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The Way It Was
Wednesday, October 10, 2012 • Posted October 10, 2012

In last week’s paper when I announced the opening of our antique store, I mentioned that I would write more about some of the coins that we currently have featured. The entire selection includes the set of coins I collected of my birth year,1953, for my Coin Collecting merit badge when I was a Boy Scout. When I seriously returned to coin collecting as an adult a number of years ago, I decided to collect a date set of one hundred years before my birth, therefore I set out to collect one of each of the coins made in 1853. The challenge came when I realized that while there were just five coins minted in 1953, in 1853 there were thirteen different coins, and five of those were gold! When I completed the set it ended up being considerably more expensive than I had first anticipated, but it was also much more interesting than I expected.

The coin with the least face value is one of the coins I want to share with you today, and one that has not been seen in regular commerce for one hundred and fifty years. That coin is a copper HALF CENT, which was close to the size of our current quarter and was one of the first coins made by the Philadelphia mint in 1793 when they first started making coinage for the new United States. In an age when prime land could often be bought for a dollar an acre, every penny was worth quite a lot and there was a need for even smaller denominations. These first coins were shown as being 1/200th of a dollar, but once merchants were used to “cents” then they became half cents and were quite common in daily purchases for the regular needs of our forefathers. They were minted in the millions in the early years of the American republic, and were well accepted so that very few can be found today in pristine shape and most are in very worn condition. However, by the 1850’s the economy had grown and inflation was a part of life then as now, and the half cent was no longer as necessary and it was dropped from the coinage by the sweeping changes of the Coinage Act of 1857. Today it is a tangible symbol of the early years of America and the changes that have made many things that our forefathers relied on merely curiosities in today’s world.

Another coin that was fairly common in 1853, but that is beyond most imagination in the twenty-first century, was the gold dollar. A silver dollar was among the first coins of the federal mint in 1793, but it was only after the California gold rush beginning in 1848 that there was enough gold for it to become a standard part of the American coinage. Beginning in 1849 and continuing until 1889 there were gold dollars, but while the silver dollar was, and still is, the largest circulating coin; the gold dollar is the smallest coin made in America. The coin is just 13 mm in diameter, the size of a small button and much thinner, and you need a magnifier to see much of the detail. It is hard to imagine that it would not be easily lost and surely that would be a great disaster a hundred and fifty years ago. None the less, it was popular and useful in those days gone by and served a real purpose in a time before paper dollar bills were printed by the government.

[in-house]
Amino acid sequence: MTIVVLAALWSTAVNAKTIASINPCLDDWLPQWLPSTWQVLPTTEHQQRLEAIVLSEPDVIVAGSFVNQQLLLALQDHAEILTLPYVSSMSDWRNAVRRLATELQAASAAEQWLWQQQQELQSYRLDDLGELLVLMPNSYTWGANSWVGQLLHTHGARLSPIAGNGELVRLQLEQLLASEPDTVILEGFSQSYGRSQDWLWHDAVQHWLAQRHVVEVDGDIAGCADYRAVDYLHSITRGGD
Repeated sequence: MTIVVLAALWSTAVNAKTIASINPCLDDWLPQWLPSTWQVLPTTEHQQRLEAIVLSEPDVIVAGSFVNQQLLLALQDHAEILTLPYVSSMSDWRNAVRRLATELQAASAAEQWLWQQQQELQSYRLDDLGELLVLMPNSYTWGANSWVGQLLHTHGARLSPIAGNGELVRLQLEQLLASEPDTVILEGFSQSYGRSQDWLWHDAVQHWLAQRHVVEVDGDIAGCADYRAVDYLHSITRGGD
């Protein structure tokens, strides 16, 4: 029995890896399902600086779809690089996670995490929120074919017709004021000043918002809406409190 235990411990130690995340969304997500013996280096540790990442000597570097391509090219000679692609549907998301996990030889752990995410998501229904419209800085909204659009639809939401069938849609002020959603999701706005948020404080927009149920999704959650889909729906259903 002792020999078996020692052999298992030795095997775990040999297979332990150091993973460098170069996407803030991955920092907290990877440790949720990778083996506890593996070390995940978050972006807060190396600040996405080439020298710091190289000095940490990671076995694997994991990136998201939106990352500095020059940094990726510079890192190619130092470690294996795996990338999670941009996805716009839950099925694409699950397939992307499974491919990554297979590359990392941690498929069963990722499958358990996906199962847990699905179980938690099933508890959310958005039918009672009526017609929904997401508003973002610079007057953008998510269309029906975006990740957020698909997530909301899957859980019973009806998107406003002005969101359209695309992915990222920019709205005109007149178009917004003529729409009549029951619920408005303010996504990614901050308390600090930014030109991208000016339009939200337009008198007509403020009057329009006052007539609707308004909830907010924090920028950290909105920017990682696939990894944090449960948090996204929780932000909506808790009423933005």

There were several other coins that were common in those long ago years that we never see today unless we seek them out. My 1853 set contains a three cent silver coin, a half-dime in silver before anyone thought to make them of nickel, a silver dollar and gold coins of $2.50, $5.00, $10.00 and $20.00 denominations. These and many more treasures from the past are on display and available for sale at Red Door Antiques on the north side of the square next to Hinckley’s Variety Store. We are open Friday and Saturday from 10:00 to 4:00 and by appointment, and I always enjoy visiting and explaining some of the interesting pieces of our history that we display. In a week or two I will write again to share another unusual coin from the past, the two cent coin that was introduced during the Civil War and was the first to contain something we all take for granted on our American money today. You don’t have to be a collector or shopper to stop in at Red Door Antiques and enjoy learning something new about “THE WAY IT WAS...”

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